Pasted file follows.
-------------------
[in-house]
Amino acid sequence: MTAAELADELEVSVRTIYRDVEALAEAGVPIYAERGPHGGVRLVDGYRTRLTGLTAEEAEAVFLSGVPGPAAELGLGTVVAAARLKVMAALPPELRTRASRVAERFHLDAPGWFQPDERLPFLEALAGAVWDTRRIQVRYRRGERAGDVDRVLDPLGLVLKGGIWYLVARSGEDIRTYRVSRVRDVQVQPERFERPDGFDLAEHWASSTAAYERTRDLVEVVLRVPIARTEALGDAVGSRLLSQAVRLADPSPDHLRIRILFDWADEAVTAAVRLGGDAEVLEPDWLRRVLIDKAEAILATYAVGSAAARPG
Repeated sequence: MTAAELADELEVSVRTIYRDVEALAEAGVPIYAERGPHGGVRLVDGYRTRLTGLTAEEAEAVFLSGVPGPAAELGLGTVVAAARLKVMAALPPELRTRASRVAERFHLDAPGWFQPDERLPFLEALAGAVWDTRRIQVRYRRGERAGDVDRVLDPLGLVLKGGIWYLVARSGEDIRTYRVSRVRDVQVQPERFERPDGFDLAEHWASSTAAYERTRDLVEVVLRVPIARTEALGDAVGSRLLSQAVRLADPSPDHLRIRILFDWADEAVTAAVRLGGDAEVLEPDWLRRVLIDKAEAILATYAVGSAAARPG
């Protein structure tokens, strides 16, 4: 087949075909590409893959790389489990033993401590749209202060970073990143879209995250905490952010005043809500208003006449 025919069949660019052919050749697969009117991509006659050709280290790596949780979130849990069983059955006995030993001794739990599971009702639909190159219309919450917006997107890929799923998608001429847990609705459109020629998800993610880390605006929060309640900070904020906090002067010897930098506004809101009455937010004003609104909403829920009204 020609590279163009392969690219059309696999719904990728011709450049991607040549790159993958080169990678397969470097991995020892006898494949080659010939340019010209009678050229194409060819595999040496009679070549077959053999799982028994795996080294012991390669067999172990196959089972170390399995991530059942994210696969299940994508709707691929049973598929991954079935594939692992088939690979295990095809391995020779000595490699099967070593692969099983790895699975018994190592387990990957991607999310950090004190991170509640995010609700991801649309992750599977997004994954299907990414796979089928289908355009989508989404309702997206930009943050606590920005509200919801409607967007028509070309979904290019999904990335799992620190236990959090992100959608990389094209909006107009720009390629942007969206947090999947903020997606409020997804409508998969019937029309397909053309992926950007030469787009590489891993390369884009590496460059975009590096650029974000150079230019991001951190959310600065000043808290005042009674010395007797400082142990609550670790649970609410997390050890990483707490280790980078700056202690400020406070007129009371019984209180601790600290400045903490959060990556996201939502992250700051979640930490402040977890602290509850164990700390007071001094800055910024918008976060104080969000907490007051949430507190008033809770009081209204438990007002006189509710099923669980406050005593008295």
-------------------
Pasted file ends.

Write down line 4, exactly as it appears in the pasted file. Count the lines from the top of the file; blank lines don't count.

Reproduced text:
């Protein structure tokens, strides 16, 4: 087949075909590409893959790389489990033993401590749209202060970073990143879209995250905490952010005043809500208003006449 025919069949660019052919050749697969009117991509006659050709280290790596949780979130849990069983059955006995030993001794739990599971009702639909190159219309919450917006997107890929799923998608001429847990609705459109020629998800993610880390605006929060309640900070904020906090002067010897930098506004809101009455937010004003609104909403829920009204 020609590279163009392969690219059309696999719904990728011709450049991607040549790159993958080169990678397969470097991995020892006898494949080659010939340019010209009678050229194409060819595999040496009679070549077959053999799982028994795996080294012991390669067999172990196959089972170390399995991530059942994210696969299940994508709707691929049973598929991954079935594939692992088939690979295990095809391995020779000595490699099967070593692969099983790895699975018994190592387990990957991607999310950090004190991170509640995010609700991801649309992750599977997004994954299907990414796979089928289908355009989508989404309702997206930009943050606590920005509200919801409607967007028509070309979904290019999904990335799992620190236990959090992100959608990389094209909006107009720009390629942007969206947090999947903020997606409020997804409508998969019937029309397909053309992926950007030469787009590489891993390369884009590496460059975009590096650029974000150079230019991001951190959310600065000043808290005042009674010395007797400082142990609550670790649970609410997390050890990483707490280790980078700056202690400020406070007129009371019984209180601790600290400045903490959060990556996201939502992250700051979640930490402040977890602290509850164990700390007071001094800055910024918008976060104080969000907490007051949430507190008033809770009081209204438990007002006189509710099923669980406050005593008295």